It’s early, early enough for my eyes to feel fat, for silvered strands of cobweb to catch on my face. The dogs nag to be let off their leads. They rush around, noses down, greedy for the night-scents.
The sledging hill is frosted, and I slither down past badger-plundered cow pats to the spinney. The spinney’s mainly beech, and its beauty in the first shafts of sun light takes away my breath. Golden, amber fire.
I’m supposed to be in a hurry, but all this richness has caught at me. Up over Bramshill, the clay-red path is strewn with black, business-like slugs, neat and intent, half the length and width of my ring finger.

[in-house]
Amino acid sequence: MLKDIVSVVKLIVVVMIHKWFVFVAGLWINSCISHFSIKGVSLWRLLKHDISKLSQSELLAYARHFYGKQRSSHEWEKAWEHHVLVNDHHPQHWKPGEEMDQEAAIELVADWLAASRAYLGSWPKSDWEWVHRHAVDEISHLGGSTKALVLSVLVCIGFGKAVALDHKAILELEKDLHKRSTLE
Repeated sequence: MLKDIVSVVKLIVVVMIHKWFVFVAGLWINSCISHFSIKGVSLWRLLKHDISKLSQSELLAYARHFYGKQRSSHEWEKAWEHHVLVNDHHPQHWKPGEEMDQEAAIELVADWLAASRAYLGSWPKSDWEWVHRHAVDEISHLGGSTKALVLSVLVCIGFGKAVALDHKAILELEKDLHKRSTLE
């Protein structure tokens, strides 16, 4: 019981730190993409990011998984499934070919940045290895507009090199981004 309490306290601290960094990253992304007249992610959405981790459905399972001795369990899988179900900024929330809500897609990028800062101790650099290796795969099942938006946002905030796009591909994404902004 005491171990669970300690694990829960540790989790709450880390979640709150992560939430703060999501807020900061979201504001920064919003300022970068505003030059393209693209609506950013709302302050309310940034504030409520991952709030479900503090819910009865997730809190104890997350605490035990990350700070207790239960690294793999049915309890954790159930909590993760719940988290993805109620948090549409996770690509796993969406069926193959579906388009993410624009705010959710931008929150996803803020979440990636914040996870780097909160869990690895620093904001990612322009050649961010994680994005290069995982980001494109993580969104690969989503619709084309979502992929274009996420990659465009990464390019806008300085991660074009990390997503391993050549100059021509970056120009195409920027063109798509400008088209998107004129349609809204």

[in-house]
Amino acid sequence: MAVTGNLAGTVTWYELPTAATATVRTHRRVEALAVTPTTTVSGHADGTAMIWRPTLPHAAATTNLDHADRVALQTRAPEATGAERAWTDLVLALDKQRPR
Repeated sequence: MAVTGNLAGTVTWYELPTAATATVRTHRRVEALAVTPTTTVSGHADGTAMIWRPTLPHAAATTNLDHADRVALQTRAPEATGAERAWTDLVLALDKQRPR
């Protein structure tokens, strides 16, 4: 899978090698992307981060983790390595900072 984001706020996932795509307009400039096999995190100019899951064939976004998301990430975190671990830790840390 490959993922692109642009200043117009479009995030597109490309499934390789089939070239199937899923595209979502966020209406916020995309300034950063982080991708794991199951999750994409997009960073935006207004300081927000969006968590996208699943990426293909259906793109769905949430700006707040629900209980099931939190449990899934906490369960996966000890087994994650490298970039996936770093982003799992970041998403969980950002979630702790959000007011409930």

At the very top of the hill, the valley is half-couched in mist, but the thick band of fir woods are free, the oaks above them catching fire in the sun.
I can hear crows and pheasants, smell the skunkiness of a fox. Far away I can hear the road, carrying people to work, children to school. I stop at the wonky stile onto Clump, look back. The rosettes of thistles are glittering, thousands of them.
There’s a blackthorn beside the stile, heavy with round, lilac-bloomed sloes. I touch my finger-tip to one, carefully, leaving my print.